Mourning Michael Jackson

By Thursday evening, his death was not just the main topic of discussion in offices and maxi-taxis, but Town went into an impromptu memorial of the man with everyone with a sound system playing his songs. The bars of Independence Square played his hits, as did mobile CD vendors, while a dozen people gathered around a portable DVD player at the Charlotte Street corner to view one of his concerts and reminisce. Local radio stations also broadcast his hits. Many people said they were very sorry at his death, although a few others were upset at Jackson over the still-unresolved question of his alleged molestation of boys.

We can say a lot was unknown about Michael Jackson. While he was hugely successful in crafting a stage image, there were many serious questions about his private life. It seems that away from the stage and his millions of adoring fans, he was probably a lonely soul, and probably someone with deep psychological issues.

He had superb control over his fancy foot-work in his trademark “Moonwalk” dance, but apparently lacked self-control in his personal life in areas as diverse as his obsessive plastic surgery or his flagrant spending.

It seems that while Jackson brought joy to millions of people, he himself was a disturbed man. In mourning him, is it possible for us all to just remember the good he did, and to overlook his personal failings? You must decide.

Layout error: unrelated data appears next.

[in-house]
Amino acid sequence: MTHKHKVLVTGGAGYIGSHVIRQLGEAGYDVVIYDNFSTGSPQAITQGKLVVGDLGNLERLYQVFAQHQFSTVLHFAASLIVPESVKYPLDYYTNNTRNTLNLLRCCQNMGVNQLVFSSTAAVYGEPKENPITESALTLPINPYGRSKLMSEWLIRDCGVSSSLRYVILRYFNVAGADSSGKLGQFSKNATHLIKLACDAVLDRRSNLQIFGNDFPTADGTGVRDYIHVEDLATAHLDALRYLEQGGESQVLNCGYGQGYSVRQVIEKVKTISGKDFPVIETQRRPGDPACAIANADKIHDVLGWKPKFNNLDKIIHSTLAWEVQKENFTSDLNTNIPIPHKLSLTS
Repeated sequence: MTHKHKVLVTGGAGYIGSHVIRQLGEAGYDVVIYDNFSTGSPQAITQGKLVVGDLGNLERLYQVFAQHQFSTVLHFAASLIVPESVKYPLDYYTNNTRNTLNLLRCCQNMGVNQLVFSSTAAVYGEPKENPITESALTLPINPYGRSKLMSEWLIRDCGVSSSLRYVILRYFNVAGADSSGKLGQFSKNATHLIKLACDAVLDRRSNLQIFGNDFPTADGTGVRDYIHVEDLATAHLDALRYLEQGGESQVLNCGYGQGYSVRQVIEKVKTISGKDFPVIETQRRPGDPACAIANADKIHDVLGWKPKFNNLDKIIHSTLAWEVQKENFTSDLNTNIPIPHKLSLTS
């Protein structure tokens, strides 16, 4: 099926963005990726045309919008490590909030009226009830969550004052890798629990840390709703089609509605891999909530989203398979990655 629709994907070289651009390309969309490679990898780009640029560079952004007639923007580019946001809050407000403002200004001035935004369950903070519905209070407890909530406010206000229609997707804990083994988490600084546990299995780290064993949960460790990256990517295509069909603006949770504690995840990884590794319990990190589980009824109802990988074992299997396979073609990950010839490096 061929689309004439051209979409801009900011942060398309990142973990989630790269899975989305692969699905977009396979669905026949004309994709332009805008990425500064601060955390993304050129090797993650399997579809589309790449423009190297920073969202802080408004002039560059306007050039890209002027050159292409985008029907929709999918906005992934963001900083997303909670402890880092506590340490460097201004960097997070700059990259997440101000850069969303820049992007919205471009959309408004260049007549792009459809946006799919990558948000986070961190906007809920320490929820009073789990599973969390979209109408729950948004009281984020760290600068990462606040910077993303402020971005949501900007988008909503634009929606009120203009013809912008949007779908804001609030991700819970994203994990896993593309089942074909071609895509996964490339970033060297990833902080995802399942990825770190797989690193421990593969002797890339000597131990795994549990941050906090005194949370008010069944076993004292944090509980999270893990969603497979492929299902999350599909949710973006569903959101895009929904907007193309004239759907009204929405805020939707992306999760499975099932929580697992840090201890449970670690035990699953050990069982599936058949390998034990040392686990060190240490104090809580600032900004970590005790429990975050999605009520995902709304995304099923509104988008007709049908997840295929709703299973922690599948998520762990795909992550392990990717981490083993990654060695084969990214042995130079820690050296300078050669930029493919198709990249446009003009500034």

Jackson was regarded as the “King of Pop” and his passing is being mourned like that of a global monarch, and certainly more than one could traditionally ever expect of any real Head of State. So, what made him so great?

Jackson’s music spanned five decades during which time he was able to reinvent not just his style of music, but his very persona. Today’s grandmothers will remember the cute Afro-haired little boy leading the Jackson Five singing, “The Love You Save” and “Got to be there”. Fans in their forties even today will find it hard to keep still upon hearing the infectious bass-line of “Don’t Stop Till You Get Enough”, punctuated by the heartthrob Jackson’s trade-mark scream, “Oo- oo!”

Younger adults will recall the excitement of his “Thriller” years when, clad in a red space-age outfit, he danced among zombies, plus the moral ambiguities spelt out in “Billie Jean” and “Beat It”. Even today’s smallest child will still be mesmerised by his magic of his moonwalk. He was a master showman.

Jackson also tried to do good, asking us to open our hearts and wallets for famine-ravaged Africa in “We Are the World”. He also helped improve race relations through not just the obvious appeal of lyrics of songs such as “Ebony and Ivory,” but through the sheer joy of his music down the generations that appealed to people of all different types of background.

Jackson was surely one of the many hands that built bridges to heal the racial rift in the US that laid the groundwork for the eventual election of that country’s first ever black/mixed race US President, Barack Obama.

So, what, if anything, is Jackson’s legacy.

We leave a few words to ponder, from his hit, “Heal the World” (1991).

“Heal The World, Make It A Better Place;

For You And For Me, And The Entire Human Race;

There Are People Dying;

If You Care Enough for The Living;

Make A Better Place;

For You And For Me.”


"Mourning Michael Jackson"

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